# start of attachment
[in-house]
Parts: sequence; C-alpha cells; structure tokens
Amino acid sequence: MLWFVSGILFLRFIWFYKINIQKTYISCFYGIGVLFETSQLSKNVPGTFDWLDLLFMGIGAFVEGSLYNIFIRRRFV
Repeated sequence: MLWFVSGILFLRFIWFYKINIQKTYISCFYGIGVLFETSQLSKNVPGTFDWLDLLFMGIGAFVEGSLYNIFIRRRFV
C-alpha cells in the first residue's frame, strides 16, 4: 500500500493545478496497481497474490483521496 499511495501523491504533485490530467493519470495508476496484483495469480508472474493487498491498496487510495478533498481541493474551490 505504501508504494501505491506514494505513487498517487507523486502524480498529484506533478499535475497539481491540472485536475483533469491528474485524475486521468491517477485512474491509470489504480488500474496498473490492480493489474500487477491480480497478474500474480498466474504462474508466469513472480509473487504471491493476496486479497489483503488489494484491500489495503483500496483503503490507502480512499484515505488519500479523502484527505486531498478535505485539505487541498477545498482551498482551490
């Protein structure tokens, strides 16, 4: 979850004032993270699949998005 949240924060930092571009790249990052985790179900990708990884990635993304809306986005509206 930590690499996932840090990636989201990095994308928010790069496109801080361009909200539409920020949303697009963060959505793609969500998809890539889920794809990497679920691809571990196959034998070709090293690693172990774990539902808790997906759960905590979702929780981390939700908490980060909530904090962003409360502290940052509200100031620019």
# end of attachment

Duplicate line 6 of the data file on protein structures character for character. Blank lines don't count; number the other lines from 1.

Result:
């Protein structure tokens, strides 16, 4: 979850004032993270699949998005 949240924060930092571009790249990052985790179900990708990884990635993304809306986005509206 930590690499996932840090990636989201990095994308928010790069496109801080361009909200539409920020949303697009963060959505793609969500998809890539889920794809990497679920691809571990196959034998070709090293690693172990774990539902808790997906759960905590979702929780981390939700908490980060909530904090962003409360502290940052509200100031620019």